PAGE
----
Next month, New Yorkers will have the opportunity to cast a ballot for a new public advocate in the first-ever special election for a citywide office. The current vacancy was created when the most recent officeholder, Letitia James, was officially sworn in as the state’s attorney general, a position she won in the November general election.
The public advocate is the people’s representative, a watchdog and ombudsperson, with a post that has little direct influence over city policy but a strong bully pulpit from which proposals can be made, grievances can be amplified, and the mayor and the rest of local government can be held to account. The office is charged with hearing complaints from New Yorkers about city services and can investigate the work of city agencies though with limited ability to enforce reforms. The office holder can also introduce legislation in the City Council but cannot cast a vote.
The special election to fill one of just three popularly-elected citywide positions has a crowded field and a short timeline. Here’s what you need to know.
When is the election?
Mayor Bill de Blasio officially proclaimed on Wednesday that the election would be held on Tuesday, February 26.
Who is running?
There are roughly 30 people who have said they are running for public advocate, but it is likely that not all of them will actually be on the February ballot. Once the mayor signed the city proclamation, the many candidates had 12 days to collect the 3,750 petition signatures they will need to get on the ballot. Signatures can come from any registered voter in the city, and candidates will likely pursue far more than the minimum required in order to protect themselves from challenges of invalid signatures.
Special elections in New York are nonpartisan -- no candidate can run on an existing party line like that of the Democratic or Republican Party -- and each candidate will have to create their own ballot line that cannot resemble another political party’s name. Another quirk in the system is that ballot position is decided by the order in which petition signatures are submitted, making the mad scramble to get on the ballot that much more frantic.
The number of candidates, even in a narrowed field, could test the limits of modern ballot design since half a dozen sitting and former New York City Council members, several State Assembly members, and a number of activists and others outside of government are running. They include former City Council Speaker Melissa Mark-Viverito, who submitted her petition signatures first and will likely be at the top of the ballot; sitting City Council Members Jumaane Williams, Rafael Espinal, Ydanis Rodriguez, and Eric Ulrich, the lone Republican office-holder in the race; Assemblymembers Michael Blake, Latrice Walker, Ron Kim, and Daniel O’Donnell; activist and journalist Nomiki Konst; Columbia University professor David Eisenbach, who ran against James in the 2017 Democratic primary for public advocate; attorney Dawn Smalls; entrepreneur Benjamin Yee; and consultant Ifeoma Ike; among many others.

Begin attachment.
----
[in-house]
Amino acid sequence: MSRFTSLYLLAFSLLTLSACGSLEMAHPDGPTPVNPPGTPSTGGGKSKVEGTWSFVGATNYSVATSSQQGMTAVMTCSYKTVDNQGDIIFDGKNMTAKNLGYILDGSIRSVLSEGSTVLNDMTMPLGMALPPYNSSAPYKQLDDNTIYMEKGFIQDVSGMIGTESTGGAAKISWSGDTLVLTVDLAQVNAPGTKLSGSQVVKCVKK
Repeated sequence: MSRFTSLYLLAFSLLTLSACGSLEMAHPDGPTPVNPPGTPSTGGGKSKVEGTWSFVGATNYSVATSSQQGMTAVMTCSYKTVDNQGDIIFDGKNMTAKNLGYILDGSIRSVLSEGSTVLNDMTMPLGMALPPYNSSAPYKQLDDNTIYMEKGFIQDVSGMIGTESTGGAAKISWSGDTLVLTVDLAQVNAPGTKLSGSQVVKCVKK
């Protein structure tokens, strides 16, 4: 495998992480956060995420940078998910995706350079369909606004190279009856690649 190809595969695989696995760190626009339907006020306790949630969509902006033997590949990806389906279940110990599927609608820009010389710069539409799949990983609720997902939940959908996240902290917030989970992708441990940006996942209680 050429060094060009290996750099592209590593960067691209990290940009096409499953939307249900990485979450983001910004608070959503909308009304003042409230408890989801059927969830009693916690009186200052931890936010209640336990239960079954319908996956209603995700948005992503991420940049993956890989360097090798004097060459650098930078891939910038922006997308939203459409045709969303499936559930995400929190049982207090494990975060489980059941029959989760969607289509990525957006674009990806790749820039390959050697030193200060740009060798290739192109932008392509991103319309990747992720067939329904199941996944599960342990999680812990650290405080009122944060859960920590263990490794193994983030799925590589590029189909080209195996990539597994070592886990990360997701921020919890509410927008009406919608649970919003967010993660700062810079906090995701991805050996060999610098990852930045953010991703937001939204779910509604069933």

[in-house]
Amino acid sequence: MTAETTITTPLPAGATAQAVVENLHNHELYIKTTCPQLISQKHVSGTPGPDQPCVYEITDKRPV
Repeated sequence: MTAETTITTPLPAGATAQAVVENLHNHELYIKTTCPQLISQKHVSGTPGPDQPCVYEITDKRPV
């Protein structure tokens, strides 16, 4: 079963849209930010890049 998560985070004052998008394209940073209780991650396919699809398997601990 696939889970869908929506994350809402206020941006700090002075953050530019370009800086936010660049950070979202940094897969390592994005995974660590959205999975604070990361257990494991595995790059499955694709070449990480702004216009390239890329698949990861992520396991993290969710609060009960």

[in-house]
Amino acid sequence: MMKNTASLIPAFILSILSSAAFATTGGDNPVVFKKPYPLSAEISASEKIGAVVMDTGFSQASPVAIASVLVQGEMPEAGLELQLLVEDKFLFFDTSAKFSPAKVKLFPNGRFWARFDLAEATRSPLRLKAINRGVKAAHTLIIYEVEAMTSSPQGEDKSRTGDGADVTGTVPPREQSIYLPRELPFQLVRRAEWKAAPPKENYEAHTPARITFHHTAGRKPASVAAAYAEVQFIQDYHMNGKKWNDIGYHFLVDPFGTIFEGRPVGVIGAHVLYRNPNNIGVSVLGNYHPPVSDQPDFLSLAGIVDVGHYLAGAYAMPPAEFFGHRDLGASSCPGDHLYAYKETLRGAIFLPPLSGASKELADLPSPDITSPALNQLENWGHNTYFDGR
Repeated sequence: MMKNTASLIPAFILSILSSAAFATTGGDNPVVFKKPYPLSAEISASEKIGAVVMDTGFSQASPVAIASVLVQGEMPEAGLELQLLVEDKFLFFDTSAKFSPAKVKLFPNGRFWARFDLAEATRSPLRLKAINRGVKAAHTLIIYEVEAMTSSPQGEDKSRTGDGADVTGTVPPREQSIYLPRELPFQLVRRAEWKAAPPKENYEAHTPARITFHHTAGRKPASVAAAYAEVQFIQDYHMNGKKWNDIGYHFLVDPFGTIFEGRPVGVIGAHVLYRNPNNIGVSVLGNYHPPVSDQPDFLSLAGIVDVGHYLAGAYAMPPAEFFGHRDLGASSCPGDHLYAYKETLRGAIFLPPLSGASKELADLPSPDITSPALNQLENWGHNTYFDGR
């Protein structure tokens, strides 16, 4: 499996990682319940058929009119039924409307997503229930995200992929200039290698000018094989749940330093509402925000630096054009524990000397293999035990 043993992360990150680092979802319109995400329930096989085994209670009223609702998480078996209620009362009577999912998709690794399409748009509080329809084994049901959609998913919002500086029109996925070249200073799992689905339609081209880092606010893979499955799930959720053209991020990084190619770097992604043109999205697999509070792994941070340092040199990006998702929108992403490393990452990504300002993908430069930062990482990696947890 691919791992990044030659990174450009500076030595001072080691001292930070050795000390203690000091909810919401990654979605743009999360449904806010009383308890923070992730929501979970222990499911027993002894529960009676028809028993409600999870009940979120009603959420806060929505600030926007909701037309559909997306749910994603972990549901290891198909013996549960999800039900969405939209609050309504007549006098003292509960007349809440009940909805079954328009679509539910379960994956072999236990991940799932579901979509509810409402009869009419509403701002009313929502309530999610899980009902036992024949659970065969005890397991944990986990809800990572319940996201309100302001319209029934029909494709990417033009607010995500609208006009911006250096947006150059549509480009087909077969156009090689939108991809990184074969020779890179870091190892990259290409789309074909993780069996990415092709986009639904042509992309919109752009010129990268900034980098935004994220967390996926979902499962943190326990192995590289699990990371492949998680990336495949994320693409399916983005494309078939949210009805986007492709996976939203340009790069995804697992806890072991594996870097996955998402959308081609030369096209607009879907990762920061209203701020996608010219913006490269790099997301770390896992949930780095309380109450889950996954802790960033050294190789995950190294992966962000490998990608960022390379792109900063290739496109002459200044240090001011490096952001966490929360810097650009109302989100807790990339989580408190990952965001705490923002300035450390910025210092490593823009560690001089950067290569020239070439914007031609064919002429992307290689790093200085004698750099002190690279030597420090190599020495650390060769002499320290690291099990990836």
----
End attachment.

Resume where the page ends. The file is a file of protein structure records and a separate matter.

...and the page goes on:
The actual field will become much clearer once petitioning is over and the first campaign finance filings are due -- but as with any competitive election in the city, there could be several ballot petition challenges, whereby candidates can have their ballot access denied due to faulty petitions. Candidates often file suit to get other candidates kicked off on technicalities -- something as small as a missing cover sheet on a petition can ensure that a candidate does not qualify.
How much campaign cash can they raise and spend?
Along with his announcement of the date of the special election, the mayor also signed into law a bill sponsored by Council Member Ben Kallos that immediately puts into effect new campaign finance regulations that were approved by voters through a ballot referendum in November.
The new rules allow candidates to choose between two tiers of participation in the city’s public matching funds program, administered by the New York City Campaign Finance Board, which monitors campaign fundraising and spending. The program currently gives participating candidates a 6-to-1 match for the first $175 of every campaign contribution. Those who choose to abide by these old rules would be limited to a maximum campaign donation of $2,550, and can receive a maximum of $2.5 million in public funds.
The second, new tier allows candidates to opt for a $1,000 contribution limit and receive an 8-to-1 match in public funds for the first $250 of each contribution, allowing them to receive up to $3.4 million in public funds. To receive public funds, a candidate would have to meet the dual threshold of raising a total of $62,500 from at least 500 individual contributors.
Those that choose to participate in the public funds program will have to abide by a $4.5 million spending limit, though any candidate is unlikely to reach that astronomical number in just seven weeks. They will also have to complete a mandatory campaign finance training at the CFB.
The first round of campaign finance disclosures are due by January 15, which is also the deadline for candidates to certify whether they will participate in the public funds program and which version.